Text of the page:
Histoire publique

When publics co-produce history in museums: skills, methodologies and impact of participation

7 Décembre 2022

Public history online symposium
Organised by the Public History as new Citizen Science of the Past (PHACS) project, the 2022 symposium focuses on groups and communities becoming active participants in the production of history in museums

Different publics do not simply consume history in museums (as visitors or users) but may also contribute to preserving, producing, and exhibiting history. The symposium will explore questions such as what groups and communities can bring to the production of history in museums and their impact on historical narratives and on the institutions representing them. It will also delve into the limits and challenges of participatory practices and co-production processes in history museums.

What can public participants (not) do? What skills and knowledge are necessary? What are the examples of collaborative decision-making processes that allow contributions from the different publics and how do they affect the role and functioning of museums?

Join us and our international panellists to discover more and engage in this stimulating and relevant conversation!

Don't miss the keynote speech 'Citizen Science as Public History?' by Dr. Mia Ridge on 6 December at 18.00 (CET) - online.


Wednesday, 7 December 2022

09.00 - 17.30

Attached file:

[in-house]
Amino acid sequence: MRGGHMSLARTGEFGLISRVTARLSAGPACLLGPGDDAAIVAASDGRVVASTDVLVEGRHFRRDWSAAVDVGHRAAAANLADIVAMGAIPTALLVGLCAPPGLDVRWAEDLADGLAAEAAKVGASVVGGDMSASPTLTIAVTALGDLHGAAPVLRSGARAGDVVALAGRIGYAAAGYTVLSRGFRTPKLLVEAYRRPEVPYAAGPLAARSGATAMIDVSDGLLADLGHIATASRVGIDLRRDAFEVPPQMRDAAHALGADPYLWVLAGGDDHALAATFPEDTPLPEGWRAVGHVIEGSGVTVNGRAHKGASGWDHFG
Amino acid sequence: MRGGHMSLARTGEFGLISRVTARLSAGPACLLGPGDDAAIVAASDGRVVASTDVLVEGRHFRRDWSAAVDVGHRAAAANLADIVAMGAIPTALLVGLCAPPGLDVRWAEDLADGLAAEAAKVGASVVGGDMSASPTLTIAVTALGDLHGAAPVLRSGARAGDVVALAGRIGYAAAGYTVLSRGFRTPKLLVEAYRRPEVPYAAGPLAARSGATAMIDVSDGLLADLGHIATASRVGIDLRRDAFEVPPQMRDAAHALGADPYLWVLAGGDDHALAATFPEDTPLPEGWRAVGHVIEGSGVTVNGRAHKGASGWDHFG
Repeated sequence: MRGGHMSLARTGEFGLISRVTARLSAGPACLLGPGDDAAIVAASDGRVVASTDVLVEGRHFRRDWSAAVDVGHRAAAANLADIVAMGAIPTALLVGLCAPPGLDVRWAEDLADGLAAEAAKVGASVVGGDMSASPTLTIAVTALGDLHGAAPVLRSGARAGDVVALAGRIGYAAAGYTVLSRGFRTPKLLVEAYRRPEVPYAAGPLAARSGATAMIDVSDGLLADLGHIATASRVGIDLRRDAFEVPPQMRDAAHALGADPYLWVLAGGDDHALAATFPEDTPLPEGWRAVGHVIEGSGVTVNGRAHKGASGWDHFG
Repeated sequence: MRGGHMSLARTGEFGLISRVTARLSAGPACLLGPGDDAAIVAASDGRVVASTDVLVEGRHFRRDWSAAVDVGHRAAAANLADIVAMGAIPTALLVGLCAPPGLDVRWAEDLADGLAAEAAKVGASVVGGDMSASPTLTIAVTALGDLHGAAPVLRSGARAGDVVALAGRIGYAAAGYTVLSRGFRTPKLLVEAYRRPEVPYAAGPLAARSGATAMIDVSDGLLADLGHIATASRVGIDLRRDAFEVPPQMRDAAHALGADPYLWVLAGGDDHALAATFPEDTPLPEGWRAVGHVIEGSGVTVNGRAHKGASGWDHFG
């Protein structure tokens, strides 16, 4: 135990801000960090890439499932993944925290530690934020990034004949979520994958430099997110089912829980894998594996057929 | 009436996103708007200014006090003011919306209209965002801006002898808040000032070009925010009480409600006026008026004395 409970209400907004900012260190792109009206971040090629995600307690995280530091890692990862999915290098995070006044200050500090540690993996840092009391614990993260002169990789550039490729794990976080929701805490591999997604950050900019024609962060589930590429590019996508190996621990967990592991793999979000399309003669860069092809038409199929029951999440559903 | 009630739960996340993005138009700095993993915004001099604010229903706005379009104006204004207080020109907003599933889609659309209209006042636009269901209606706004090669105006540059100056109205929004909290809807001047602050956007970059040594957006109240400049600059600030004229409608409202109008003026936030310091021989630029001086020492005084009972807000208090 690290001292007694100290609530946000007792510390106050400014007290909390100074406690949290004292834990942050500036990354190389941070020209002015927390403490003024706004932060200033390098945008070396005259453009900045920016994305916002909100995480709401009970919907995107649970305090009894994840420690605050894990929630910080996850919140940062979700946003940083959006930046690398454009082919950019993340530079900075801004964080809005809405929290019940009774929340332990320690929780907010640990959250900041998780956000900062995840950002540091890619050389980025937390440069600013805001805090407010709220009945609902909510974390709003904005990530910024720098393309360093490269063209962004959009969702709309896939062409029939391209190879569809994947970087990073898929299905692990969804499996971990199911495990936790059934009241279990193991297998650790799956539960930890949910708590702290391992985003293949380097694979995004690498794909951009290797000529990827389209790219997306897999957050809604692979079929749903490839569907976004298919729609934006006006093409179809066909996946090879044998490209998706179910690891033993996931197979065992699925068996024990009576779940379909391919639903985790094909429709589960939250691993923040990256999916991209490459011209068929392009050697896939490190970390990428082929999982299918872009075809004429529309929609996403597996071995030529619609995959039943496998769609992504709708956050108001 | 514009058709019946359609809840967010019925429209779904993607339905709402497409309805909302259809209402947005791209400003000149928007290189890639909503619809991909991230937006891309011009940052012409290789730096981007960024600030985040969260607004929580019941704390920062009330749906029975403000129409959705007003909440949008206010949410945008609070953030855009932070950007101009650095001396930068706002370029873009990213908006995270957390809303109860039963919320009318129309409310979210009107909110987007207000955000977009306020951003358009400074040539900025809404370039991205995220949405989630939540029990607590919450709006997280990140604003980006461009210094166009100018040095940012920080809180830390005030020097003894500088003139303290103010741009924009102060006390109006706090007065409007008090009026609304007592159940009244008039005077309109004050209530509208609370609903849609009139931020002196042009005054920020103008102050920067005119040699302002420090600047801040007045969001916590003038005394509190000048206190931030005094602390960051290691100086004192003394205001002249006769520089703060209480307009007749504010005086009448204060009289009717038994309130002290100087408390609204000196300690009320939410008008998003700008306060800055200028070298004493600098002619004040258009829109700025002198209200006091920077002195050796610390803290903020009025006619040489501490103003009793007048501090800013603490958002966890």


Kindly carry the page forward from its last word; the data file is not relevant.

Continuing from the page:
Please register to receive the Webex link.



Welcome and opening of the Symposium
Panel 1: Different expertise and voices in history co-production
  Chair: Thomas Cauvin
  "Keeping coal mining alive": when eyewitnesses co-produce public histories of mining work
Grace Simpson
  Participation at Fondazione Museo Storico del Trentino: A complex set of practices for a complex territory
Elena Montanari
  Guraban and Our Journeys Our Stories: Chinese Voices and Aboriginal stories- collaborative community history at Hurstville Museum & Gallery
Claire Baddeley & Vanessa Jacob
Coffee break
Panel 2: Participation with publics, citizen science and co-creation
  Chair: Grace Simpson
  Museum Clubs in Poland as tools to facilitate participation in a historical and contemporary perspective
Marta Kopiniak
  Leeds Museums and Galleries 200th birthday biography
Catherine Robins
  Collecting the Anthropocene Together: Developing a Participatory, Digital and experimental platform on Environmental Transformations
Aurelia Desplain
Lunch break
Panel 3: Diversifying the narratives through participation
  Chair: Camilla Portesani
  Co-designing University Museum Together with Students: A Case Study from Keio Museum Commons, Japan
Goki Miyakita & Yu Homma
  Community-based, Collaborative Curating with Children in Cape Town
Monica Eileen Patterson
  The Fear of Participation in Pakistani Museums
Dr Shaila Bhatti
Coffee break
Panel 4: Multiple voices in museums and their impact  
  Chair: Chris Reynolds 
  A community of creators: The multiple impacts of Library of Congress crowdsourcing volunteers
Abigail Shelton
  Closing or widening the gap? Participation and super-diversity
Tina de Gendt
  Who says communities need museums? Where does the real expertise lie?
Graham Black
Coffee break
Panel 5: Critical reflections on participation and its principles
  Chair: Tina de Gendt
  Voices of ’68: The role of co-production in meeting the challenges of the past in Northern Ireland
Chris Reynolds 
  Public history and participation: the role of trust in co-creative practice
Lorna Elms
  Museum participation as labor: An ethnographic inquiry
Irene Hilden & Andrei Zavadski
Conclusive remarks and thanks
17.30 End of the symposium


More information required? Please contact us at phacs@uni.lu.